JAXenter: As an open source project, is security a concern for larger enterprises utilizing the database?
Robert Treat: While many people these days are paid to work on Postgres full-time, at its core Postgres is still a community-driven project that organizes around the idea of volunteerism. This makes it difficult for the project to accomplish tasks that are less about software development and more about paperwork; for example certifications and compliance. Of course, it does get used in even the strictest environments, but the way that typically happens is a company will want to use PostgreSQL in an environment requiring specific certifications, so they will reach out to a PostgreSQL consultancy to leverage the expertise to help them get through the needed certification process. Because that’s done at a corporate-level rather than through the community, it’s not necessarily obvious, especially if the client company considers its use of Postgres a trade-secret. If you go to the PostgreSQL site, where the open source code is and where the community works, there aren’t banners proclaiming “PCI-compliant database” or “HIPAA-compliant database.”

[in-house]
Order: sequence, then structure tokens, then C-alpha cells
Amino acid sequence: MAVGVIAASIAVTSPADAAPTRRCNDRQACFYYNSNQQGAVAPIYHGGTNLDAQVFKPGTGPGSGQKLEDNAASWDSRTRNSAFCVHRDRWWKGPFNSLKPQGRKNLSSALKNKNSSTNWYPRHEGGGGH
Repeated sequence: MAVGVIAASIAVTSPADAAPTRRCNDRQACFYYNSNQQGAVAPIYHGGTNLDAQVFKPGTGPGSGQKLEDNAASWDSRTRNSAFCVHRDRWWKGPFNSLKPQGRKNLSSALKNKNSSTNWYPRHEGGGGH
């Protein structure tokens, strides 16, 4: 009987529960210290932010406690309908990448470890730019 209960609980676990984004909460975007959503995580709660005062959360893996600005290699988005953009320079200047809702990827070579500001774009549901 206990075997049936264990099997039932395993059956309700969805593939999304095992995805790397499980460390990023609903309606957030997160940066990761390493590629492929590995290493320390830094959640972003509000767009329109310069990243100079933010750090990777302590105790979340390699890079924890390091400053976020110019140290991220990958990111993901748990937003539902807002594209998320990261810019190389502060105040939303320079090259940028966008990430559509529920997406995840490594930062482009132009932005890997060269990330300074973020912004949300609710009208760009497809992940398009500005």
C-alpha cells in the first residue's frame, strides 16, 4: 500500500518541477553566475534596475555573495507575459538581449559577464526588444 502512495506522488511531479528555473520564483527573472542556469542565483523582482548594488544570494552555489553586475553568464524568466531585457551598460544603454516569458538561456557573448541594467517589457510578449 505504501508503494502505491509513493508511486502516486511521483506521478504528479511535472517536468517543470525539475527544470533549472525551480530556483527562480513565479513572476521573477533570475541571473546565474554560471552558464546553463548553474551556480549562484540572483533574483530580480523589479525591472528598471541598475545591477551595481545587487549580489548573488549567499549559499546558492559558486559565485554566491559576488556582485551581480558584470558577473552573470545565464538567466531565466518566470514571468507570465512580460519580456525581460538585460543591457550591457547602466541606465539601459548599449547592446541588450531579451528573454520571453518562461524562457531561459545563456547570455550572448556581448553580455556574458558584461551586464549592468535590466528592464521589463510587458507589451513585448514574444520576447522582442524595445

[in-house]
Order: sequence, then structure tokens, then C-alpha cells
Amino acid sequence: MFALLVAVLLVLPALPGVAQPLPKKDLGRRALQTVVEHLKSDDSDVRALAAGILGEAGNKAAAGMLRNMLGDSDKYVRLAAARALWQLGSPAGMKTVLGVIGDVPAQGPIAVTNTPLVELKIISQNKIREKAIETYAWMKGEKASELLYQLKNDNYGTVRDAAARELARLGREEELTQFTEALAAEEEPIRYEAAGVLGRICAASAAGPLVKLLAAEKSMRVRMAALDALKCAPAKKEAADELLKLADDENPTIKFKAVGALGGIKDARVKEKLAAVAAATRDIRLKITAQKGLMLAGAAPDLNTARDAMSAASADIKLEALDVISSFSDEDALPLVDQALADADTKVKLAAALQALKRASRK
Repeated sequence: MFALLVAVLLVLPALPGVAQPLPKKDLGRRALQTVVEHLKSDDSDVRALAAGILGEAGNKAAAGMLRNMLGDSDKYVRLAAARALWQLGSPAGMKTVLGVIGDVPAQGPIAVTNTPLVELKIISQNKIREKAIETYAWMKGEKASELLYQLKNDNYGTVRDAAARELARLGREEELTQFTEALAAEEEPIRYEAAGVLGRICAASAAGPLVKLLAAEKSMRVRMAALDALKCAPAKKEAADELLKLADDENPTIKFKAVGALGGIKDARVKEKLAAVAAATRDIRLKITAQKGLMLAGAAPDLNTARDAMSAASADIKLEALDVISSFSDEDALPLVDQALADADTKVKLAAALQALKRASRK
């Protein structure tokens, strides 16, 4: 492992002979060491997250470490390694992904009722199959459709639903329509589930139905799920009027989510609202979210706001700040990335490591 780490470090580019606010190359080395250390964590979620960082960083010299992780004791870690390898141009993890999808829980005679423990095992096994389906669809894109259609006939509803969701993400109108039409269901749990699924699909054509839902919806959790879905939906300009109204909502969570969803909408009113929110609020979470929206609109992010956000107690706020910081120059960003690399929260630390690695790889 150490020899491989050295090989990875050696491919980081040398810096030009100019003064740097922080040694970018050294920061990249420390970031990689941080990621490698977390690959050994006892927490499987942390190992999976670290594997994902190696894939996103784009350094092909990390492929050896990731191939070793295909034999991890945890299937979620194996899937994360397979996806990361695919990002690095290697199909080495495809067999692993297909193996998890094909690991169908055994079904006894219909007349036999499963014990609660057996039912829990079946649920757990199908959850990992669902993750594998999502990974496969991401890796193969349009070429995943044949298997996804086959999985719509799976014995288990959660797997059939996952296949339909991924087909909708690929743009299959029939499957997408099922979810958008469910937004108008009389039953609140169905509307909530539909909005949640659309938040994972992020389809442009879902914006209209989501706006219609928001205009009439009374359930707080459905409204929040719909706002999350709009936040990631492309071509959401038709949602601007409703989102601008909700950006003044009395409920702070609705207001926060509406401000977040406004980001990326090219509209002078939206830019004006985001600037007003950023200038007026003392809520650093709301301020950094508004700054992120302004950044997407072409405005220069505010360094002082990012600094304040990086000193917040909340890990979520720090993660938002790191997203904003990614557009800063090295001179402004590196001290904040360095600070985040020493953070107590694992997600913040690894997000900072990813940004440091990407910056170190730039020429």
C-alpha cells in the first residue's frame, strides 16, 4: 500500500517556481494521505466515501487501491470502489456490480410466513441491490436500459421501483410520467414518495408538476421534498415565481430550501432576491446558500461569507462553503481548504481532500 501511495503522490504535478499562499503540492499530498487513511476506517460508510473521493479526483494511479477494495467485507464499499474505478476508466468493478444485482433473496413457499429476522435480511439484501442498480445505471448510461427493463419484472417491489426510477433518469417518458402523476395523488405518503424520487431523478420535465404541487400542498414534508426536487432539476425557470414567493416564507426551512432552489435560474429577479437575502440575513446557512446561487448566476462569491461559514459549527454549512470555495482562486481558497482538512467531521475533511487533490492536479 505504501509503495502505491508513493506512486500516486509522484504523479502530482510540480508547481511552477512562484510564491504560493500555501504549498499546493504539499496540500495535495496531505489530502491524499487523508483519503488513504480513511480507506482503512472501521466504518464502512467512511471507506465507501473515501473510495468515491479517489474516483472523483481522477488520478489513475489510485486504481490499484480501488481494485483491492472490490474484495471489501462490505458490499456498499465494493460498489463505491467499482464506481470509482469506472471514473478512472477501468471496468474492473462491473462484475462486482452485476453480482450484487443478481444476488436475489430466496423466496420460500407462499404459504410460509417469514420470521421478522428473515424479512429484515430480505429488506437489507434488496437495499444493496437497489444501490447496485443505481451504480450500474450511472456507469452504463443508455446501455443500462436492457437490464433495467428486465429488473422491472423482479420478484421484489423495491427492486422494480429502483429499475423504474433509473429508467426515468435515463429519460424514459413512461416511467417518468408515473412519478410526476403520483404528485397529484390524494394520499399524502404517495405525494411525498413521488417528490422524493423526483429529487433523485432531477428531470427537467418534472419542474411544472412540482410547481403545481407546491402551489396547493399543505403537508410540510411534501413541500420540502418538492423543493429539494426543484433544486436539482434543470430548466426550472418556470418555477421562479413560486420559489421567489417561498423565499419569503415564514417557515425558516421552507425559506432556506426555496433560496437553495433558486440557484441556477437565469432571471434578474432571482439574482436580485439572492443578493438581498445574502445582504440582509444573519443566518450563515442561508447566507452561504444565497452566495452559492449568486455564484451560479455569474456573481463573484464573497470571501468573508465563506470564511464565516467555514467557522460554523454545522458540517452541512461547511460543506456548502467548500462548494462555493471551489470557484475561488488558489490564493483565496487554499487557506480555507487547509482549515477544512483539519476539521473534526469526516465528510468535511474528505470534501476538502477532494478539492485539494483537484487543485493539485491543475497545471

But are there thousands of companies running PCI-compliant, HIPAA-compliant, etc. workloads on PostgreSQL? Absolutely. The difference is that proprietary database vendors usually will have gone through those processes publicly and market that fact very publicly. But with organizations like NASA and the defense department using PostgreSQL, there’s more than enough tangential evidence to support PostgreSQL’s security and compliance hardiness.
JAXenter: Stepping away from PostgreSQL specifically, the tug-of-war between open source projects and open core products has intensified this year, with several open source technologies changing to more closed licenses. What does the future of open source look like? Are closed licenses a necessary way for monetization, or is there a path for full-featured open source projects to thrive?
Robert Treat: It has definitely been a busy year for open source license changes and, unfortunately, the needle on most of those changes has moved toward more restrictive usage. For some organizations, perhaps there’s still a comfort in using proprietary or open core technologies versus pure open source alternatives. But the strength of open source communities has never been stronger, and the longevity of mature technologies like PostgreSQL is clear. Combine that with the data portability and drastic cost advantages inherent to pure open source, and it will be harder and harder for even the largest enterprises to justify a proprietary technology stack when more-than-capable open source technologies are ready for the task at hand.